Archive for March, 2018
Scientists are creating machines that are straight out of Star Trek, while flat earthers continue to peek their heads out from under a Bronze Age rug. In June, the wealthiest person on the planet, Jeff Bezoz, green lit a factory in Mobile Alabama, while the state itself was just dubbed as the poorest place in the developed world. Thanks to smart phones, all the information you could want is at your finger tips. Unfortunately, all the misinformation in the world is there too.
The opposite end of the spectrum phenomenon also exists in the world of strength and conditioning. Depending on the source, squats are both great AND horrible for your knees, carbs are essential AND the cause of all obesity related issues, and Olympic lifting is a tremendous OR fruitless power producer.
Of all these black and white declarations, one holds a special place in my heart and also makes me want to run into a brick wall- strength/weight training will stunt the growth of youth athletes. Le sigh.
The how, when, and why, of this frequently quoted proclamation remains fuzzy, but it shows no sign of slowing down any time soon. I speak with parents frequently (many that have been around sports their entire lives) and hear the same concern that somehow being around a dumbbell will turn their kid into a permanent member of the lollipop guild.
I’ll engage in the discourse, but it’s a tough conversation to have as it falls in line with the BS asymmetry principal. Meaning- the amount of energy needed to refute BS is a magnitude bigger than to produce it. Basically it’s easier to make stuff up than it is to dispute that made up claim.
I’m no physicist, but one most certainly has to take into account force and how it impacts the body. One of the key components of force is speed (mass times acceleration anyone?). The speed factor is hugely important because it determines just what kind of shock is being put into those developing growth plates.
A highly controlled, light weight movement (squat, push-up, pull up, it really doesn’t matter) will have infinitely less force on the frame than even basic jumping or running. Hell, jumping on a bed might have more stress on an 11 year olds frame than an 8 second negative goblet squat with a 10 pound dumbbell. Are we going to ban bed jumping in households across America for fear of stunting growth?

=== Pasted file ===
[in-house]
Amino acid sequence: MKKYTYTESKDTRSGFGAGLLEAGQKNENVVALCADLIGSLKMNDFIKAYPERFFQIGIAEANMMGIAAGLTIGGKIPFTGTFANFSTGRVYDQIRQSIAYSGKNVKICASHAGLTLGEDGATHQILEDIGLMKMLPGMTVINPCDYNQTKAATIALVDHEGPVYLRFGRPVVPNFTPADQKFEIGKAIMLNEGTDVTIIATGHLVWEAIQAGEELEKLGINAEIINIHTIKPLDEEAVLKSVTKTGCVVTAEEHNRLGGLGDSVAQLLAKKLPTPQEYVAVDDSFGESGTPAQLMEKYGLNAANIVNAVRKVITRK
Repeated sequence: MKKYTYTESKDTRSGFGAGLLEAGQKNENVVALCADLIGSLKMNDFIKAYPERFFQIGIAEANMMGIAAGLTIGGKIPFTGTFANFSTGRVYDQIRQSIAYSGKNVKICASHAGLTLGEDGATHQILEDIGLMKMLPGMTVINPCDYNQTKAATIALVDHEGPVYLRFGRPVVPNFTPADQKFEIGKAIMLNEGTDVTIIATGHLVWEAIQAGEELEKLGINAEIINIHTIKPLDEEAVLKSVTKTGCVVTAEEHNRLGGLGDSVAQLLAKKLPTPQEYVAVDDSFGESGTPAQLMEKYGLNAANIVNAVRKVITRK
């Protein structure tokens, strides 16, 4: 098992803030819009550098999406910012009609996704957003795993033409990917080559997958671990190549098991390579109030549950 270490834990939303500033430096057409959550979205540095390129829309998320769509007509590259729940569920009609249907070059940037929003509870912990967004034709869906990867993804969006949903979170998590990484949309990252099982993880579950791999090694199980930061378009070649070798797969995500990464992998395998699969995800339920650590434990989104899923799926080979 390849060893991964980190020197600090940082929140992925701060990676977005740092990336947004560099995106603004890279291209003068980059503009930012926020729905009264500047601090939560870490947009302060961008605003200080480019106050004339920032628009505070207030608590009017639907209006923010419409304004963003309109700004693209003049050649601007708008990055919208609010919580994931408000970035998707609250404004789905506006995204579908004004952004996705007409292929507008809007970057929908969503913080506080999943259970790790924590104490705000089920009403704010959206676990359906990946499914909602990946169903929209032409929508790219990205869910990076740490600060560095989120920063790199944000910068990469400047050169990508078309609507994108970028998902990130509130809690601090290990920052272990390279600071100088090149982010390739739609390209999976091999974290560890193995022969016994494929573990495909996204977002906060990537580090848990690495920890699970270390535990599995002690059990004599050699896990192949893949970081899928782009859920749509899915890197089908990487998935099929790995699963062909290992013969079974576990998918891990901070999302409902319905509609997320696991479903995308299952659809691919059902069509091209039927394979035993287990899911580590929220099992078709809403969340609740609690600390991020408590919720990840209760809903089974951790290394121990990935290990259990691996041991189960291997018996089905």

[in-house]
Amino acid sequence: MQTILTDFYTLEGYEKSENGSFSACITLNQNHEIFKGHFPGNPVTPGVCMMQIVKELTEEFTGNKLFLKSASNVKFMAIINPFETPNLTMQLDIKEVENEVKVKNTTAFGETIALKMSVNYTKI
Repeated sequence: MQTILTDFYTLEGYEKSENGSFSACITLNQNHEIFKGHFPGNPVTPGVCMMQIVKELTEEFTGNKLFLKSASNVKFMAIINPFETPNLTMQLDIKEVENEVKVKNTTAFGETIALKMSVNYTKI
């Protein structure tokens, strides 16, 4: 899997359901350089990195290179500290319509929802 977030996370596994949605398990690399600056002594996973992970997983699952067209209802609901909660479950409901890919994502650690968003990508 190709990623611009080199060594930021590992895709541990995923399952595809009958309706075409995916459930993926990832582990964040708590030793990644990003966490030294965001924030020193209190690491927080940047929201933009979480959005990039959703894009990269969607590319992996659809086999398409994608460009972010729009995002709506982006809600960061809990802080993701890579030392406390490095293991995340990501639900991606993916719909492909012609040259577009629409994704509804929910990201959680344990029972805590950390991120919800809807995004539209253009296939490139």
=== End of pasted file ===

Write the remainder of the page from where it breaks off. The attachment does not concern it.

Strength training doesn’t even have to be weight lifting. Of course it eventually could be, but I need to see a movement look legit before even considering loading it. Master your own body first. Ultimately, if an athlete can’t move their body well it most certainly will be challenging to perform out there on the field of play.
Fundamental movement skills trump all. I have referenced the pyramid of athleticism before, but it bears repeating here as well. As you can see, the base of the structure starts with how an athlete moves. Think of the top players in professional sports, Serena Williams, Lebron James, Antonio Brown- all tremendous movers with great relative body strength.
Fredrick Douglas said it’s easier to build strong children than repair broken men. Well, it’s easier to learn how to lunge and run well when your nervous system is more malleable than to re-teach a pattern that is mechanically unsound or prone to causing injury.
Now, some pell mell, max effort, sloppy form, incarnation of a deadlift or squat could most certainly put some undue stress on a youth athlete. But, who in their right mind is doing that sort of intensity with that type of athlete? (Don’t tell me, I don’t want to know).
So what age to start? It depends. I think youth athletes can do some movement based training (learning to run, jump, and cut more effectively) as early as 8 or 9 years old. It really depends on their maturity level and attention span. I have had kids as young as 11 do more classical “strength” based training, using their own body weight. But again, it really comes down to if they can pay attention, enjoy it, and are able to work in a group. Moving better and getting stronger using a thoughtful approach won’t stunt your child’s growth. In fact, it will make the whole athletic experience more enjoyable for the child and set them up for future physical success.